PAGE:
Considering this as an order $m$ B-Tree, whether or not you take $m$ to be a constant, worst case search takes $\Theta(\lg N)$ total comparisons ($N$ values total). As is stated in another answer (as a newbie, I cannot comment on it yet), the height of the tree is about $\log_m N = (\lg N)/(\lg m)$. Especially if you are taking $m$ to be variable, it is assumed that you will have a logarithmic search per node, order $O(\lg m)$. Multiplying those terms, $\log_m N \cdot \lg m = ((\lg N) / (\lg m)) \cdot \lg m = \lg N$, you don't have to drop the $\lg m$ term using big-O, they really do cancel.

For most (but not all) analysis on external memory algorithms, page size is not treated as a constant. It isn't wrong to do so, but generally gives more information if you don't. One of the difficult things about external memory algorithms is that you are generally trying to optimize (at least) two different things at once: overall operations, and page accesses, which are so inefficient that you might want to minimize them even if it meant paying some extra in other operations. A B-Tree is so elegant because even when you consider page size as a variable, it is asymptotically optimal for operations on comparison based structures, and simultaneously optimizes for page accesses, $O(\lg_m N)$ per search. Notice how uninteresting that last fact becomes if we just consider $m$ as a constant: of course for a $O(\lg N)$ operation search, it would use $O(\lg N)$ page references. $O(\lg_m N)$ is much more informative.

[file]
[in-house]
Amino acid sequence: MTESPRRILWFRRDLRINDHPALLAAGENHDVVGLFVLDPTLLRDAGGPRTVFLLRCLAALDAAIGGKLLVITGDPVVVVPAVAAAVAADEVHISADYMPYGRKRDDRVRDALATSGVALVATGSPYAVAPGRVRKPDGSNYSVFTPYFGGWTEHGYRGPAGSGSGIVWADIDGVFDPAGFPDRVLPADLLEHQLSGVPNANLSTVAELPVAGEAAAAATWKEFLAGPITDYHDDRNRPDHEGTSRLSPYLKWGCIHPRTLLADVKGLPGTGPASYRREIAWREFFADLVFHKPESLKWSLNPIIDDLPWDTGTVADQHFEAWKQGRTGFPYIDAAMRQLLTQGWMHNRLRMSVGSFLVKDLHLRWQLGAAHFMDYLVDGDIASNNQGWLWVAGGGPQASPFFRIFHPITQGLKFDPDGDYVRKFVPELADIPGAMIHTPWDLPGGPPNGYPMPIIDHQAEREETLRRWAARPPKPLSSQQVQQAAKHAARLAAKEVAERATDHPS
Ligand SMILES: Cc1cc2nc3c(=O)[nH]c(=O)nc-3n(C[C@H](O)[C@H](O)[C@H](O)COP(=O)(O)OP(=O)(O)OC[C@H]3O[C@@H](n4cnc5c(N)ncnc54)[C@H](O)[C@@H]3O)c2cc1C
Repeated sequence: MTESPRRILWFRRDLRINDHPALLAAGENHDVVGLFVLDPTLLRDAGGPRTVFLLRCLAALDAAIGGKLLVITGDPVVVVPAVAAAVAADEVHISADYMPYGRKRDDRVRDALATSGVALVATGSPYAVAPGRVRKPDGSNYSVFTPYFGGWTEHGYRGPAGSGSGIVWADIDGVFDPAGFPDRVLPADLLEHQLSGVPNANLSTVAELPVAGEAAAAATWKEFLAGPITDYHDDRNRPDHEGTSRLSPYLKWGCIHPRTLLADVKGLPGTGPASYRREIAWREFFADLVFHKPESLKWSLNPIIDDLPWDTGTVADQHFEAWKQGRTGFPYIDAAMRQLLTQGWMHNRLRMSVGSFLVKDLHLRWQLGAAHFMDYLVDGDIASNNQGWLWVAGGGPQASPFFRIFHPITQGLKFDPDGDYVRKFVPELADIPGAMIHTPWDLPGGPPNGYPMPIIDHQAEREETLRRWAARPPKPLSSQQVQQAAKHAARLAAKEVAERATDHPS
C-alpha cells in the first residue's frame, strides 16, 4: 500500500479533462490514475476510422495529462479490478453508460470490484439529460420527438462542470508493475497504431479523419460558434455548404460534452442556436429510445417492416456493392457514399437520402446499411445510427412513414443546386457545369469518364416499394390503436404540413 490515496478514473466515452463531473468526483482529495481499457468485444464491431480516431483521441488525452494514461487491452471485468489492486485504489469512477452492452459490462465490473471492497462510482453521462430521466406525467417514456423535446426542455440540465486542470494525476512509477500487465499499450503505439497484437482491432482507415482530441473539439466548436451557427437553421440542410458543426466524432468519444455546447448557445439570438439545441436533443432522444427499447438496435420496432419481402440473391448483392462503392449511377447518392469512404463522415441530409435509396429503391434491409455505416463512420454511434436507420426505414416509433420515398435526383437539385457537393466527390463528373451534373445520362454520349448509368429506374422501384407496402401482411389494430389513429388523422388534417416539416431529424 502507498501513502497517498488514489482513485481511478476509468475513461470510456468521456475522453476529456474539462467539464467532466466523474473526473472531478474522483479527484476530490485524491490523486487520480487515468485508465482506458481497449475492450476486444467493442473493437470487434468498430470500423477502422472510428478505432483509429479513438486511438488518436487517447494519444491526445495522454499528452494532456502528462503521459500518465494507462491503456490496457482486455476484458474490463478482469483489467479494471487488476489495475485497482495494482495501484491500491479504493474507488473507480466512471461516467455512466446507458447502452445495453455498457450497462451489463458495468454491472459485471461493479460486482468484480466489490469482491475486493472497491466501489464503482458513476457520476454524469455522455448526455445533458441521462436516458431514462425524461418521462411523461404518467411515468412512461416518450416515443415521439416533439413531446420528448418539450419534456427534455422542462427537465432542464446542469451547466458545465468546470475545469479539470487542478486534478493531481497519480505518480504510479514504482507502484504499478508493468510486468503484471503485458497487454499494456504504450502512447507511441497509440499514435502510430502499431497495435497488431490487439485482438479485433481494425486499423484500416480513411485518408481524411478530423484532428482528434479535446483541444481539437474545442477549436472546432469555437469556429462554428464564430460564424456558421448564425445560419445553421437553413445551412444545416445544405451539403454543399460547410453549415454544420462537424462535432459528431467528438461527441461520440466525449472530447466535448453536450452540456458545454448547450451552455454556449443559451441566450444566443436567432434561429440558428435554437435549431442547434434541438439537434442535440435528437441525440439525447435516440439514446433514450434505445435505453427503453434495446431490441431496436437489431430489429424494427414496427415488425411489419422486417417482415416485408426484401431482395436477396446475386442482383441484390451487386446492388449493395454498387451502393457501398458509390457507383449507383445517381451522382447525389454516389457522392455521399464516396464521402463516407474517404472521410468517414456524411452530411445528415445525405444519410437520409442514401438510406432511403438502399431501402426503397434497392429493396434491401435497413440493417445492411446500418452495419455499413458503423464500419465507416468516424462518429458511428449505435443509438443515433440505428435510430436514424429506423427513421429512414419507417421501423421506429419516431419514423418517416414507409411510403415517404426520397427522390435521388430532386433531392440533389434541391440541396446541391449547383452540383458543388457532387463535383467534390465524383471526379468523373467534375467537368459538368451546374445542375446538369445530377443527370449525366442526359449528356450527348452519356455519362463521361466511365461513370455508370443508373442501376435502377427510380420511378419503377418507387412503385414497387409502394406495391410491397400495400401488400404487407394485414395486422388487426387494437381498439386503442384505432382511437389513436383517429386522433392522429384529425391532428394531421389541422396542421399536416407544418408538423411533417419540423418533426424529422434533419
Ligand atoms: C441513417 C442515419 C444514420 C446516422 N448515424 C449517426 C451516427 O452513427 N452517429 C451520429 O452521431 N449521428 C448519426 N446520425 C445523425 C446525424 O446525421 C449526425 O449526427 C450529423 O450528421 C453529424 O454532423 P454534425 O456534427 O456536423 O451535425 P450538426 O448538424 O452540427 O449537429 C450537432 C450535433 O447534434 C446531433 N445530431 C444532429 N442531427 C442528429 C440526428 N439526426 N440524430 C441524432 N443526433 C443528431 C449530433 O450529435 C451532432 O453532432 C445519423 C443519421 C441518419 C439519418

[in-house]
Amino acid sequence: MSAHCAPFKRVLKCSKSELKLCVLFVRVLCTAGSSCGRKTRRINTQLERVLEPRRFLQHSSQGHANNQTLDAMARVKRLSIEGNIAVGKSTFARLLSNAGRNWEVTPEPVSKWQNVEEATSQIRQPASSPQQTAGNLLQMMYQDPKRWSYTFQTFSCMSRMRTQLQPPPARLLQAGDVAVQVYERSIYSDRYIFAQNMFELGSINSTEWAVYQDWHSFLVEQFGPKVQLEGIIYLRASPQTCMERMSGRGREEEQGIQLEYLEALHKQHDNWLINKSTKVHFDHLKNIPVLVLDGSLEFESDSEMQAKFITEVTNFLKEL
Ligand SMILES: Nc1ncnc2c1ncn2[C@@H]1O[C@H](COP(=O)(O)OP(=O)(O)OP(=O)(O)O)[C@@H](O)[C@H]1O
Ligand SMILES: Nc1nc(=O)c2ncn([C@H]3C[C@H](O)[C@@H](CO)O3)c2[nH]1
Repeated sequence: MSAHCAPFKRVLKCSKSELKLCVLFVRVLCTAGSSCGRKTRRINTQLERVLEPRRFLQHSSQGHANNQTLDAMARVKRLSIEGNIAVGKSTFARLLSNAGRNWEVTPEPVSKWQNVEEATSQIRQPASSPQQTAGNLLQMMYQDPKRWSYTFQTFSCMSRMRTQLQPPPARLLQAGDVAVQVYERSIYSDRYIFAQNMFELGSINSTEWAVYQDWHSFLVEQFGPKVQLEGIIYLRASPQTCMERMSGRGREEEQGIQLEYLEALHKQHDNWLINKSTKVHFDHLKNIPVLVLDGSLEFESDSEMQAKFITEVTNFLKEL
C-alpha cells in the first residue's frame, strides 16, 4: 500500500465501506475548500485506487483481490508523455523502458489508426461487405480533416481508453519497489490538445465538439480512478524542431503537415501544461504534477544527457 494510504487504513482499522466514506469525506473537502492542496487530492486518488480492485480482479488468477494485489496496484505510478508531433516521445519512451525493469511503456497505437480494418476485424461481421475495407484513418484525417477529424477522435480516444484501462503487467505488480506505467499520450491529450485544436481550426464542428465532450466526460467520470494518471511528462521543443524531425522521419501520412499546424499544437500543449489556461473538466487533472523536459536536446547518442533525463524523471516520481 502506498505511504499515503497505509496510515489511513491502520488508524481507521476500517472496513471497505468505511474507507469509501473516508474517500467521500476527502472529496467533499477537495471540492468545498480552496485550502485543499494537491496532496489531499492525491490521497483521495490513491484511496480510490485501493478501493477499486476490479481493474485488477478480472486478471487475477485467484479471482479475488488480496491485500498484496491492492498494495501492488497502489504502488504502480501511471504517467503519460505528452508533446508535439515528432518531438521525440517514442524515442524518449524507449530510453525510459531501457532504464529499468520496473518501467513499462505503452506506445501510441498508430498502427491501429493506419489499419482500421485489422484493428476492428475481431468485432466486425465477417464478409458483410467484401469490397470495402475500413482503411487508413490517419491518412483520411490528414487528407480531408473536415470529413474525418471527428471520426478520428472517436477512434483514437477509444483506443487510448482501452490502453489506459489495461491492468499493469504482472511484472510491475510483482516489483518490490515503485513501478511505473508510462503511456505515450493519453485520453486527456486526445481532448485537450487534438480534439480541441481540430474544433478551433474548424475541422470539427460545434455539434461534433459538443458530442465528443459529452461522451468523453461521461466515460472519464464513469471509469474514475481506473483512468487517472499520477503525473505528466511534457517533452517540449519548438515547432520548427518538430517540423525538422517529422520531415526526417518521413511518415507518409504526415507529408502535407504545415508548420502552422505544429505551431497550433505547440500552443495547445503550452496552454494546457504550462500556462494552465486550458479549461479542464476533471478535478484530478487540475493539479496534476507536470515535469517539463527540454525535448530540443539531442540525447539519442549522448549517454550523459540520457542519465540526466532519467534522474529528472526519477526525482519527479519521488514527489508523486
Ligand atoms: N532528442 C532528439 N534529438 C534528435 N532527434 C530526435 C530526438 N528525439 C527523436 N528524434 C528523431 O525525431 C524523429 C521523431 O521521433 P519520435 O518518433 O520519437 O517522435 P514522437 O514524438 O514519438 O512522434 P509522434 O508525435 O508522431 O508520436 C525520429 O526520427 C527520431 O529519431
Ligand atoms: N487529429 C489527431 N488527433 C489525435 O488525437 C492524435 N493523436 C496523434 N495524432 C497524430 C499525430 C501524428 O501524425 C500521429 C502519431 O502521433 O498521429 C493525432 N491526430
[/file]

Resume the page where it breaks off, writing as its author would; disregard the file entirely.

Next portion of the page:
If you have n elements in every node, that means the number of total elements are exponential to n.In complexity analysis n is your total number of elements in the whole tree, so if your tree is balanced there is no way that you would have n elements in any node.

Assume your tree in your question has 4 elements in every node. That means you have 16 nodes in total and in worst case you have to search through root and the node with the searched element ,which makes 4 elements in total, so your total N=16 and in your worst case you still inspect 4 elements, still O(logN).

You can have the worst case complexity O(n) if

1) the number of keys per node is unlimited, all the keys end up in one node and for some reason the tree is not rebalanced, and

2) the keys in one node are accessed sequentially, and not in some more efficient way.

That would be a terrible way to implement a B-tree, and even in this case, it's still only the worst case complexity. You are partially right though ;-)

• The worst case scenario is supposed to be quite rare. Jun 9, 2016 at 23:29
• It is quite rare to make unlimited B-tree, and then it is not fully functional, because you will not use more then one node.
– Evil
Jun 9, 2016 at 23:43
• "It is quite rare to make unlimited B-tree" - I did say it's a bad implementation, "and then it is not fully functional, because you will not use more then one node" - worst cases rarely are. Think the worst case of a hash table, is it very functional? Jun 9, 2016 at 23:52
• And I did put a smiley ;-) Jun 9, 2016 at 23:52